When it comes to coffee creamer, a little bit goes a long way. If you only add a splash or two of creamer to your coffee, you probably find yourself getting close to the expiration date before you finish the bottle. In general, you shouldn’t use creamer that is past its expiration date. There are some exceptions to this rule, however, which we’ll talk about.
In this article, we cover everything you need to know about coffee creamer expiration. We discuss liquid vs. powdered creamer and dairy vs. non-dairy creamer, so whichever creamer is your favorite, we’ve got you covered. Let’s begin!
Best before dates vs. expiration dates
It is important to clear up some misconceptions about best before dates and how they differ from expiration dates. Many people make the mistake of using the terms interchangeably, but they actually have different meanings.
A best before date generally indicates the timeframe after which products start to degrade in quality. Consuming something after its best before date probably won’t harm you, but it might not taste as good as it did when it was fresh. Think of a use-by date as a recommendation rather than a firm rule.
On the other hand, expiration dates should be strictly adhered to since food or beverages with expiration dates are unsafe to have after the expiration date. Common examples of groceries with an expiration date are eggs and milk, and consuming them after the expiration date printed on their packaging could make you sick.
How Long Does Coffee Creamer Last?
1. Dairy vs. non-dairy creamer
Coffee creamer is either made from dairy products – like milk, half and half, or cream – or non-dairy substitutes. Dairy creamers need to be refrigerated after they’re opened and have expiration dates within a week or two of purchase. You shouldn’t use a dairy creamer after its expiration date since doing so could make you sick. Think of dairy creamers as a form of milk, and you’ll be on the right track.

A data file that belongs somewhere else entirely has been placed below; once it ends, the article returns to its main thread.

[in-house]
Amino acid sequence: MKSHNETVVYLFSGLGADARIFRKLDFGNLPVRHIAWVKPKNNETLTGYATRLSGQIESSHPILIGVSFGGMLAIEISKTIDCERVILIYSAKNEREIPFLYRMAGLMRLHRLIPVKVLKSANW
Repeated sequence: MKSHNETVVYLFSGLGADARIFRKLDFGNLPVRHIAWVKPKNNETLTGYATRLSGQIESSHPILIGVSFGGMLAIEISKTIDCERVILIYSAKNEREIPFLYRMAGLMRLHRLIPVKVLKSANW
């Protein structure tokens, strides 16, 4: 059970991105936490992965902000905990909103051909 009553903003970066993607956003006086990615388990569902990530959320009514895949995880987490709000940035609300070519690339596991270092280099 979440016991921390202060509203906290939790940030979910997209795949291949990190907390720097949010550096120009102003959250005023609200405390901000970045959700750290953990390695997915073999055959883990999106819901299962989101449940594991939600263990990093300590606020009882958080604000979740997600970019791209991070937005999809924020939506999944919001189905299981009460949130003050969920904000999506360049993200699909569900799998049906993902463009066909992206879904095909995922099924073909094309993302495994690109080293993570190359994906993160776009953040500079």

Non-dairy creamers last much longer and can be stored at room temperature for a month or two until opened. Make sure you don’t store them near any heat sources since that can cause them to go bad even before they’re opened. However, once you open them, it’s safest to keep them in the refrigerator, where they will stay for one to two weeks.
A simple rule of thumb that applies to dairy and non-dairy creamers alike is to store them where you found them in the store. If you picked up the creamer in the refrigerated section at the supermarket, store it in the refrigerator immediately. If you found it on the shelf near the coffee, you can keep it at room temperature until you open it.
2. Liquid vs. powdered creamer
Every creamer comes with its own set of instructions and recommended guidelines for use, but in general, non-dairy powdered creamer will last indefinitely if it is stored properly. For the longest shelf life for powdered creamers, store them in a cool, dry place and make sure to seal the container tightly after you use it. Even though these non-dairy powdered creamers don’t technically go bad, their quality will start to drop after about six months or so. They’re still safe to use but won’t taste as good as they did when they were fresh.
Dairy powdered creamer can be stored and kept the same way you would keep condensed milk. Once the package is open, it’s best to use it right away since these spoil once the package is opened.
Which creamer is right for you?
If you are an avid coffee drinker that starts every morning with a cup of coffee, you can safely buy liquid dairy creamer if you prefer. There is little chance of it expiring before you use it since you drink coffee regularly.
However, if coffee is more of an occasional special treat for you, you’re probably better off purchasing powdered creamer. It lasts much longer than liquid creamer and doesn’t lose much flavor for the first few months. For the longest-lasting creamer, choose non-dairy powdered creamer.
- How To Make Coffee Creamer at Home
- How to Tell if Coffee Creamer Has Gone Bad
- 8 Best Coffee Creamers — Reviews & Top Picks
Featured Image Credit By: CC0 Public Domain, pxhere
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